I'm turning 25 tomorrow, and I have mixed feelings about it. Twenty-five sounds momentous to me for some reason — maybe not as momentous as a brand new decade but important in its own way. This birthday puts me on the downward slope of these 20-something years that pop culture so glamorizes.
While at my sister's house last month, I noticed an issue of Women's Health on the kitchen table. "40 is the New 20," its cover claimed in bold red letters. It was the magazine's "Age-in-Reverse Special."I found it absurd and appealing simultaneously.
If 40 is the new 20, I thought to myself, is 25 the new 5 ... or the new 12 and a half?
And if 20 is the age we're supposed to aim for, how am I to feel at nearly 25?
The older I get, the more I realize how obsessed our culture is with not getting older — and the more I realize how much I've bought in to the obsession.
For the first time in my life, I've recently found myself noticing faint lines on my forehead when I’m doing my makeup in the morning. Unsurprisingly, I've also found myself noticing just how many products promise to rid me of those lines. I mean, have you been in the Target makeup section lately? I can't help thinking that Ponce de León would have a field day in there. All those “anti-aging” serums and “age-defying” concealers — youth in a bottle for just $7.99.
But it’s not just magazine covers and makeup aisles that reveal our obsession with youthfulness. The other day I caught a car commercial that exemplified the same:
Want to feel younger? (Don’t we all?) Buy a Cadillac.
News flash: Buying a Cadillac won’t make you younger.
But, oh, we want it to.
A few weeks ago, at the beginning of Lent, I got up early to go to our church’s Ash Wednesday service. I’d never been to one before. After the sermon we all filed up to the front to get our ashes. “You are dust, and to dust you will return,” the man said to me as he smudged some ashes on my forehead — right on those faint wrinkles that had been bothering me.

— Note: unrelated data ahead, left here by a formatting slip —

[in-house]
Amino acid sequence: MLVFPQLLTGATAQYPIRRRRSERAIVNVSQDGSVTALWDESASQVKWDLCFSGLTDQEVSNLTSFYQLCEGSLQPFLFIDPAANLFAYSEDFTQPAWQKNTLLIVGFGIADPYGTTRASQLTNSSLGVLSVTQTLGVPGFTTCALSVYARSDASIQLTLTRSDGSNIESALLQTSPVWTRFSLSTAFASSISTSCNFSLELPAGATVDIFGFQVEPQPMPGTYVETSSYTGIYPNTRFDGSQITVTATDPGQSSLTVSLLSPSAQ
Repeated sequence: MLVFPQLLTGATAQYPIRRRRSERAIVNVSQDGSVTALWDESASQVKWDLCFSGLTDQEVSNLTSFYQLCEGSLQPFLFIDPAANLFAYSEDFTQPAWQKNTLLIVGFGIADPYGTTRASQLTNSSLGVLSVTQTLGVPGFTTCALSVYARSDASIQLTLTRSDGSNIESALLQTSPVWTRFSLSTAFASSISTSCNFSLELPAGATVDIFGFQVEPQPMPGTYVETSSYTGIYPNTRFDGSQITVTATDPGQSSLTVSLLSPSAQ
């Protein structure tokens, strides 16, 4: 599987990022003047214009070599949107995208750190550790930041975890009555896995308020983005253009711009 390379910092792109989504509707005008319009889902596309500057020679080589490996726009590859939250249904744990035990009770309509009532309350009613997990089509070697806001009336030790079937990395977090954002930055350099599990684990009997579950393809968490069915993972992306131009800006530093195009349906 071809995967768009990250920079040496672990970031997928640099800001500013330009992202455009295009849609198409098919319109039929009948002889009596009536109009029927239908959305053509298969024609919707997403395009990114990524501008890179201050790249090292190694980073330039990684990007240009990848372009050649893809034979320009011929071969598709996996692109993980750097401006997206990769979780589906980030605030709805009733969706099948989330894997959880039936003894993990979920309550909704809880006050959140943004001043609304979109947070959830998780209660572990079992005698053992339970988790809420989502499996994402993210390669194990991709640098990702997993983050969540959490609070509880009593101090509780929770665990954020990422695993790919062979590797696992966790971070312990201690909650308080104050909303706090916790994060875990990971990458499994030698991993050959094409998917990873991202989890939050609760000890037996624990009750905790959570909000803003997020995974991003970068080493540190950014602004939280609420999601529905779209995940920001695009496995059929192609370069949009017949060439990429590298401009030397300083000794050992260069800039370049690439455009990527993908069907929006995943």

To dust I will return, I thought.
I lingered after the service to chat with my friends before we headed off to our days at work and school. We chatted like normal — like 20-somethings who never think about death — but I was thinking about it.
The ashes on each friend’s forehead reminded me of the bright orange spray paint used to mark trees that will soon be chopped down. When I see an orange line on a tree on the side of the road, I know that tree doesn’t have much longer. On Ash Wednesday I remembered that neither do we.
I’d be willing to wager that the value our culture places on youthfulness stems directly from our fear of death. That’s why age-defying anything sounds so appealing. That’s why some women get too many facelifts and some men just won’t let their combovers go. That’s why there’s a store called “Forever 21.” If we could defy age, we could defy death. But we can’t defy age.
Funny, then, that we're still surprised by it. At least I am. I've been aging steadily for 25 years, but I still wake up some days and wonder where the weeks went, where the months went, where my childhood went. Had I been hoping this aging thing would stop? That growing up was just a lie fed to us by grown-ups who'd secretly always been grown-ups?
I'm reminded of the John Mayer song "Stop This Train," which is so painfully relatable that I find it hard to listen to sometimes:
"So scared of getting older / I'm only good at being young / So I play the numbers game to find a way to say that life has just begun ... See once in a while when it's good, it'll feel like it should / And they're all still around, and you're still safe and sound / And you don't miss a thing till you cry when you're driving away in the dark / Singing stop this train, I want to get off and go home again / I can't take this speed it's moving in / I know I can't / 'Cause now I see I'll never stop this train"
Words of wisdom from John Mayer: We'll never stop this train.